“One place in particular that I love to look to for ingredients and inspiration is the pristine nature of the Catskills, where I also try to spend as much time as possible when the restaurant is closed. The natural landscape surrounding New York and especially when you drive several hours north of the city reminds me so much of areas you can find in Sweden, and many of the ingredients are similar. When I am there it always makes me feel reconnected to where I grew up, and I try to bring those flavors and feelings back to the restaurant. Many people forget that there is incredible nature surrounding New York. That’s what we hope people will get a taste of when they visit Aska – to create an environment where people can come to the restaurant, have dinner and hopefully be transported in a sense.”

Dried bladderwrack seaweed with blue mussel emulsion. The first snack at Aska.

A Place, A Dish

Fredrik Berselius refers to places as his true form of inspiration more so than memories of food. To this day he still does his best to spend time in nature, in upstate New York and when he does, he finds himself trying to encapsulate those trips into flavors for his dishes at Aska. Almost in the way that Jean-Baptiste Grenouille tried to distill the scents of everything that surrounded him in “Perfume”, the chef wishes to distill his impressions and take them down to Brooklyn to share them with his guests.

For example, the first snack which is the bladderwrack, which is this type of seaweed. It grows on the rocks and the chef remembers playing with it as a child while his mother told him not to. Next to the seaweed on these rocks you could find blue mussels laying around. The snack is a dried bladderwrack seaweed with blue mussel emulsion that reminds Berselius of what it tastes like being right there on these rocky beaches with crashing waves and the sun shining.

“Another one is the linden flowers, that we source during the few hot weeks here in New York when you can just pick them from trees. In that season you can just walk down certain streets and they smell like this sweet honey. We preserve them to be able to serve this in the winter time, to bring back a little bit of the summer to our guests. The dish is the Kohlrabi compressed with linden leaf oil and linden flower vinegar,” Fredrik explains.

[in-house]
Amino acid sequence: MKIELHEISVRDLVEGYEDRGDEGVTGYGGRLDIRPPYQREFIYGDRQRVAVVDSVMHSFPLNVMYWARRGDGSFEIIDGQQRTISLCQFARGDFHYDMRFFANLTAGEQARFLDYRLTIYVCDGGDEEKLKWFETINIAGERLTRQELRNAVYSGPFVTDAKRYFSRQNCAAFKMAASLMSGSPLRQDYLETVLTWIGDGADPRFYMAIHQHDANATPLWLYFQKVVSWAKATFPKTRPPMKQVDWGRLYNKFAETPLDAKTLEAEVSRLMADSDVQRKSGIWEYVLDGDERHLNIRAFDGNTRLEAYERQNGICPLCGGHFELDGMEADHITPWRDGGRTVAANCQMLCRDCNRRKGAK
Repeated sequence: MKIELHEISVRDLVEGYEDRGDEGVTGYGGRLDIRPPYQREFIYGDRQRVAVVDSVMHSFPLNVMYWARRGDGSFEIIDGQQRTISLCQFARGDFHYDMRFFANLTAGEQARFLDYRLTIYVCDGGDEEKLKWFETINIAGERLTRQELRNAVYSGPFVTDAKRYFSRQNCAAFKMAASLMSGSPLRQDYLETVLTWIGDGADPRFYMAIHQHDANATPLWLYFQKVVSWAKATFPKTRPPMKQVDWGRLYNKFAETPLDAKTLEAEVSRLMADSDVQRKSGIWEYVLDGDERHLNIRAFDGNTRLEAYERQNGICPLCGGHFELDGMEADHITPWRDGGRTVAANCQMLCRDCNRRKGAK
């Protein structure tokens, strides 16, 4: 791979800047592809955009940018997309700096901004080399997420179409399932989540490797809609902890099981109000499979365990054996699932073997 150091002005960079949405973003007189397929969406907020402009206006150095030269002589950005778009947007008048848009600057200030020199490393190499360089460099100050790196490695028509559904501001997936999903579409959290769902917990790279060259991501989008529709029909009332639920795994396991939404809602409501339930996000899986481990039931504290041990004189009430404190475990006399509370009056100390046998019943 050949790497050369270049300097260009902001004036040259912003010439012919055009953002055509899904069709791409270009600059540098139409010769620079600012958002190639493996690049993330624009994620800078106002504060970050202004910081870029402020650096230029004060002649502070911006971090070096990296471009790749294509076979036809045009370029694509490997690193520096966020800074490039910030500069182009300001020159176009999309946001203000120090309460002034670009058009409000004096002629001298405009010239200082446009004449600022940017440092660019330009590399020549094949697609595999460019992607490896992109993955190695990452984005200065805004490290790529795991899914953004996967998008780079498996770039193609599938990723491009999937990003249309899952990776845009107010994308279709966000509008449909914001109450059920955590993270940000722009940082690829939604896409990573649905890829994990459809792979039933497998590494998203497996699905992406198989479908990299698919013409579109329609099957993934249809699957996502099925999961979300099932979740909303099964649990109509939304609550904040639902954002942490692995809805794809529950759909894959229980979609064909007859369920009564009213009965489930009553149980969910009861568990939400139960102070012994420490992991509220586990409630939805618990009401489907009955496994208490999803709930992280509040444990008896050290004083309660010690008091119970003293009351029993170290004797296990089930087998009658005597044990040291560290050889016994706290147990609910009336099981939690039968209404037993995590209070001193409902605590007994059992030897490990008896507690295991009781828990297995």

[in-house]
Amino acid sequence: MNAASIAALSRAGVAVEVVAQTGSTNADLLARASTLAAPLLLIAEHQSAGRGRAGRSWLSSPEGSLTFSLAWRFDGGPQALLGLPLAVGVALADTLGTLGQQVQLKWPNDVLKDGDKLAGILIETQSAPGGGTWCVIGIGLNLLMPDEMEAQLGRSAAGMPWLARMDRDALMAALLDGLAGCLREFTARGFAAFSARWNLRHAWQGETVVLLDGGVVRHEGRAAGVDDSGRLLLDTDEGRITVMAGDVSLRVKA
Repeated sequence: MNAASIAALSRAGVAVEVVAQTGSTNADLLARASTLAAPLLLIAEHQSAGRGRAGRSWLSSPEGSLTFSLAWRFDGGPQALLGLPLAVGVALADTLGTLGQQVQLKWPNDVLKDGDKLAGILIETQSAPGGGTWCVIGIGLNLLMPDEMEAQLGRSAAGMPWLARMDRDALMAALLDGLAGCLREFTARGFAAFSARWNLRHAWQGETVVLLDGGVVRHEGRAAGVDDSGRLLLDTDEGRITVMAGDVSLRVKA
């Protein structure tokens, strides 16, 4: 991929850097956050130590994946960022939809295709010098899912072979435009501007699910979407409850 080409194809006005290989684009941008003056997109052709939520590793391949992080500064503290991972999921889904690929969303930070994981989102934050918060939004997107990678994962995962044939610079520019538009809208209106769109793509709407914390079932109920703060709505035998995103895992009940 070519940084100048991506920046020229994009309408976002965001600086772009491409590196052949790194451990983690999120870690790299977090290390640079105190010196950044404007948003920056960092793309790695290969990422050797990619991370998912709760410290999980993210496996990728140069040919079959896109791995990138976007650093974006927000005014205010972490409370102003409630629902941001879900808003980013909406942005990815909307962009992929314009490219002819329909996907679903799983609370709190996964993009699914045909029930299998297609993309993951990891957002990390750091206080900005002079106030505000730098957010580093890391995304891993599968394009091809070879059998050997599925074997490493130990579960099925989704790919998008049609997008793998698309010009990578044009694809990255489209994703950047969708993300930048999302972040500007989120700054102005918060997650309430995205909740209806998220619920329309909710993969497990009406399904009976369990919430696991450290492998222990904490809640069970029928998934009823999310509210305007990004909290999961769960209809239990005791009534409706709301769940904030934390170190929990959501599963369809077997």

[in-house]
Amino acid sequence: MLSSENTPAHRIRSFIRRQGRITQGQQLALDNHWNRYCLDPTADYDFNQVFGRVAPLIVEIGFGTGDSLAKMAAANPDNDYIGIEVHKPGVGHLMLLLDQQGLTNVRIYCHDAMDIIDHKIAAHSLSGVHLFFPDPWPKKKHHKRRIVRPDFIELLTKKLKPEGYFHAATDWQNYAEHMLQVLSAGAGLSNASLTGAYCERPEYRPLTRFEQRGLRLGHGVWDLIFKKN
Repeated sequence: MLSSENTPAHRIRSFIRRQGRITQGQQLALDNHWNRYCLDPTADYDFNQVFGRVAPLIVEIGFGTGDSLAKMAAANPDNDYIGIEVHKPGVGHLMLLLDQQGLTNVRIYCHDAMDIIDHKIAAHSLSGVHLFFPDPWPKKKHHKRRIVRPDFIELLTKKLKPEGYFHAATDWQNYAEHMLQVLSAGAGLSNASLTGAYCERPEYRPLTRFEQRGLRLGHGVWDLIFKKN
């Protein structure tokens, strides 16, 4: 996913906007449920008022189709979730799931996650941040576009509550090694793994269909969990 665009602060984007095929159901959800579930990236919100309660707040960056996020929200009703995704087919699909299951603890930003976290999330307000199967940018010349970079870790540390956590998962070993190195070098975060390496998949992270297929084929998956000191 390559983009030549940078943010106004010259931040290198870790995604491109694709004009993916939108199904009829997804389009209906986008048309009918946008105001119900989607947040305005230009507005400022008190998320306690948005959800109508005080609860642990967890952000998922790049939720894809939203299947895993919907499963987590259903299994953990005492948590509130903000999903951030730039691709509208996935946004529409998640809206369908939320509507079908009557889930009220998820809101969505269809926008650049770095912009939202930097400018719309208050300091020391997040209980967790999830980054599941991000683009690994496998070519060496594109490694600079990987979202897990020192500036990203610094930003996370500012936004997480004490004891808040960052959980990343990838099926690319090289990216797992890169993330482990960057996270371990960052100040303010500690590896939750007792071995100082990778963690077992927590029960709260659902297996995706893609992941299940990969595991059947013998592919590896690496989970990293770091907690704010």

Final touches to one of the first bites of the menu. Kohlrabi compressed with linden leaf oil and linden flower vinegar.
Grilled tail of langoustine from Norway with a sauce of caramelized shells and red gooseberry.

The Aska Flavor

Another example of the flavor and concept of Aska transformed into a dish is the trout serving. “For me it very much conjures memories from visiting my grandfather’s summer house and the surrounding area, while simultaneously of the Catskills in upstate New York where I love to spend time. It’s basically taken out of the ecosystem of that area, about three hours away from the restaurant and you have birch trees, reindeer moss, white currants, and trout swimming in the creek. You have everything there and we just put those elements and flavors on the plate and it tastes like nature and reminds me of my early days in Sweden,” tells Fredrik.

A bite of any dish at Aska feels like a discovery of a new and exciting way to experience flavors that we all enjoy and recognize. The chef aims towards elegance, thoughtfulness and harmony, and his final goal is to make guests feel just as spoiled as the friends from his two bosses back in the Swedish grill years ago. A meal at Aska should always feel like a celebration and dishes like creme Royal with claw of lobster, trout roe and sauce Sandefjord; the Danish kingfish with pristine oscietra caviar, smoked eel, green gooseberry and juniper or the grilled tail of langoustine with a sauce of the caramelized shells and red gooseberry make for a great one.

In that way it shouldn’t come as a surprise that the Michelin inspectors named Fredrik’s seared New York state venison with plump sunchoke-studded morel mushroom and venison bones reduction infused with toasted hay as the first one of their list of the most memorable dishes of 2022.

Venison from Millbrook, black sunchoke and white truffle.


47 South 5th Street
Brooklyn NY 11249
+1 929 337 6792